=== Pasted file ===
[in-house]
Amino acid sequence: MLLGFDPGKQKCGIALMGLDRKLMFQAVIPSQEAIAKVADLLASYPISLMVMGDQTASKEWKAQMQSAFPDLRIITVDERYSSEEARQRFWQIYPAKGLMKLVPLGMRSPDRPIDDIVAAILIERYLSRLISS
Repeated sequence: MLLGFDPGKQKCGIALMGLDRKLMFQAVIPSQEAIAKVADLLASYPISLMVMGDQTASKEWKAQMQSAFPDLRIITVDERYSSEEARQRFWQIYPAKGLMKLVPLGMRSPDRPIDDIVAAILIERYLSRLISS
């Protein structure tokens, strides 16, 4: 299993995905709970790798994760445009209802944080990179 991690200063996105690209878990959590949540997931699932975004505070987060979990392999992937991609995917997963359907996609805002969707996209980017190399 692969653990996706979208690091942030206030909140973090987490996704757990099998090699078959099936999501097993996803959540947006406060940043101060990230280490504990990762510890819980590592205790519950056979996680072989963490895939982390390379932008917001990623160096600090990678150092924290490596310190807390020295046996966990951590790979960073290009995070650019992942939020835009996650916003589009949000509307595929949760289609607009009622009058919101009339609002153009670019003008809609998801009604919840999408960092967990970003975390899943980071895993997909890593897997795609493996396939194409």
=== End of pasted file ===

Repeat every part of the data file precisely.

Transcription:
[in-house]
Amino acid sequence: MLLGFDPGKQKCGIALMGLDRKLMFQAVIPSQEAIAKVADLLASYPISLMVMGDQTASKEWKAQMQSAFPDLRIITVDERYSSEEARQRFWQIYPAKGLMKLVPLGMRSPDRPIDDIVAAILIERYLSRLISS
Repeated sequence: MLLGFDPGKQKCGIALMGLDRKLMFQAVIPSQEAIAKVADLLASYPISLMVMGDQTASKEWKAQMQSAFPDLRIITVDERYSSEEARQRFWQIYPAKGLMKLVPLGMRSPDRPIDDIVAAILIERYLSRLISS
């Protein structure tokens, strides 16, 4: 299993995905709970790798994760445009209802944080990179 991690200063996105690209878990959590949540997931699932975004505070987060979990392999992937991609995917997963359907996609805002969707996209980017190399 692969653990996706979208690091942030206030909140973090987490996704757990099998090699078959099936999501097993996803959540947006406060940043101060990230280490504990990762510890819980590592205790519950056979996680072989963490895939982390390379932008917001990623160096600090990678150092924290490596310190807390020295046996966990951590790979960073290009995070650019992942939020835009996650916003589009949000509307595929949760289609607009009622009058919101009339609002153009670019003008809609998801009604919840999408960092967990970003975390899943980071895993997909890593897997795609493996396939194409």